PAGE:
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Advances in Paediatric Critical Care II HEA4511

Overview

HEA4510 Advances in Paediatric Critical Care I, must be completed before commencing onto this module

Module code: HEA4511
Level: 7
Credits: 30
Cost: £1,170

Who is this module for?

This module builds on the knowledge and skills attained from HEA 4510 Paediatric Critical Care 1 and focuses upon the enhancement of individual expertise required to move the clinician from a position of basic effectiveness within the clinical team to a position of refined functioning, on an individual level, within the speciality.

HEA4510 Advances in Paediatric Critical Care I, must be completed before commencing onto this module.

This module content includes neurosurgical and neurology emergencies, trauma, infection and sepsis in children, nutrition in the critically ill child, surgical and neonatal emergencies, psychological support, counselling, and palliative care in addition to the parent’s experience of having a child in PIC.

All applicants will normally fulfil the following criteria:

BSc (Hons) in a nursing or health related subject (normally 2:2 minimum classification).

Registered Child Nurse, or equivalent, with the Nursing and Midwifery Council OR

Registered Adult Nurse with the Nursing and Midwifery Council AND a minimum of 2 years working in paediatrics. Applications from registered healthcare professionals (non-nursing) will be considered on a case-by-case basis.

Current employment within a Paediatric Intensive Care Unit Level 2/3 care, with a minimum of 12 months experience (18 months for new graduate)

Successful completion of Paediatric Life Support (PLS) within the last 12 months.

Applicants without an honours degree but who otherwise fulfil the entry criteria above may be admitted to the programme if they can demonstrate their ability to succeed at Level 7 study by:

  • Being a practitioner, in an appropriate clinical area, who demonstrates extensive practice experience within a PCC setting (as captured in applicants revalidation portfolio or other similar professional portfolio).
  • Demonstrating, through their professional portfolio, a comprehensive knowledge of the discipline and an in-depth awareness of current issues, equivalent to that of degree level study, relating to either a health or social care setting.
  • Evidencing, at interview, (i) skills of critical analysis and evaluation through discussion or from previous academic study and (ii) their ability to learn in a flexible manner, utilising autonomy, and self-direction.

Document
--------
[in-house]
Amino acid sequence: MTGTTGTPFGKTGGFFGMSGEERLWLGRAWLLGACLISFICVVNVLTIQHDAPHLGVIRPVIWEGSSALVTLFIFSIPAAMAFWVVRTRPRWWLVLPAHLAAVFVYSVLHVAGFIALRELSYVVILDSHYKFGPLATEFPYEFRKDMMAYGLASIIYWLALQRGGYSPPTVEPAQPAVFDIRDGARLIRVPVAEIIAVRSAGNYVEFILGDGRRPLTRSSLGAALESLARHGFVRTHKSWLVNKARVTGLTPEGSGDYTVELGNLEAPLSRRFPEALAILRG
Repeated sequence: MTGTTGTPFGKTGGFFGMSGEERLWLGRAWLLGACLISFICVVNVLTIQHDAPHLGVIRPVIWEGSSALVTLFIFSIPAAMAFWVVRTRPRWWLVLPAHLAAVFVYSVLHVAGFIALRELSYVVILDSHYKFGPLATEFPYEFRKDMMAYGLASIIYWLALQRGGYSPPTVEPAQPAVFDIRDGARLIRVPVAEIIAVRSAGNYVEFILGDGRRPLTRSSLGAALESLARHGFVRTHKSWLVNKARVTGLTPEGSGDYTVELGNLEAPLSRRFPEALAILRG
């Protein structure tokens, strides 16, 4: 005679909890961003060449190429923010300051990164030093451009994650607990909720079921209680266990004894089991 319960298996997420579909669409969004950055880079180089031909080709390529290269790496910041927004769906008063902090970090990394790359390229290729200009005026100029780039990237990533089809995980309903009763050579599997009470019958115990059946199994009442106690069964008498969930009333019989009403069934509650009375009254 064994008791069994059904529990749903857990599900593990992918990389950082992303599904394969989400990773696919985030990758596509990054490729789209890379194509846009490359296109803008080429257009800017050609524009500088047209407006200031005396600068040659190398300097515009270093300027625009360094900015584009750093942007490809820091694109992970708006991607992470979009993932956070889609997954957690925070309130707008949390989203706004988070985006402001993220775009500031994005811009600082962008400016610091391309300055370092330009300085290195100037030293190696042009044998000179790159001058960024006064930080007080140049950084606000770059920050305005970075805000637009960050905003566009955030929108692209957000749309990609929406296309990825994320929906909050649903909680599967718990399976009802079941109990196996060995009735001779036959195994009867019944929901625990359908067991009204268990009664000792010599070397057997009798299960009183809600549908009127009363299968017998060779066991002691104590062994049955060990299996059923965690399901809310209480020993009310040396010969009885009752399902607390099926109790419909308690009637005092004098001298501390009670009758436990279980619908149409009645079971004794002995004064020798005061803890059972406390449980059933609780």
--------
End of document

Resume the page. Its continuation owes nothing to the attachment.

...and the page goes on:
Disclosure and Barring Service (DBS) requirements

Work-based learning in students’ place of work is a requirement of the course, therefore all applicants must have a reference from their employer which confirms a declaration of good character and evidence of a current enhanced DBS.

What are the key aims of the programme?

Completion of this module will contribute to the quality improvement in services of Paediatric Critical Care Level 3 and those children and families that require Paediatric Intensive Care.

The aligning the module's learning outcomes and clinical competencies with the PCCS Standards for Nurse Education (2017), PCCS Quality Standards (2021) states 70% of staff working within PIC should have a formal specialist qualification in this field, thus ensures quality assurance and promotes patient safety within the specialist field.

In addition to this the module has also been aligned with the findings of the National Paediatric Critical Care and Surgery in Children review, NHS England, and NHS improvement (2019), key recommendations of this report state the importance of children being cared for within PIC by specialists in care for critically ill children.

The module will support staff within the Northwest Critical Care Network to be competent in supporting children receiving critical care. Finally, the module supports the newly published recommendations of the National Paediatric Critical Care GIRFT Programme National Speciality Report (2022).

The module curriculum is aligned with the Paediatric Critical care Society (PCCS) standards for education in Paediatric Critical Care Level 3 specialist Nursing (2017). In addition to meeting the PCCS Quality Standards for the Care of Critically Ill or Injured Children requiring PIC (2021).

How will I study?

A student-centred approach will be employed with students expected to take responsibility for their learning within a supportive and collaborative framework. Examples of what the student will experience include:
  • face to face and virtual teaching by experienced clinicians, expert in their field of practice, drawn from a wide variety of professional subject disciplines and sharing international perspective where appropriate.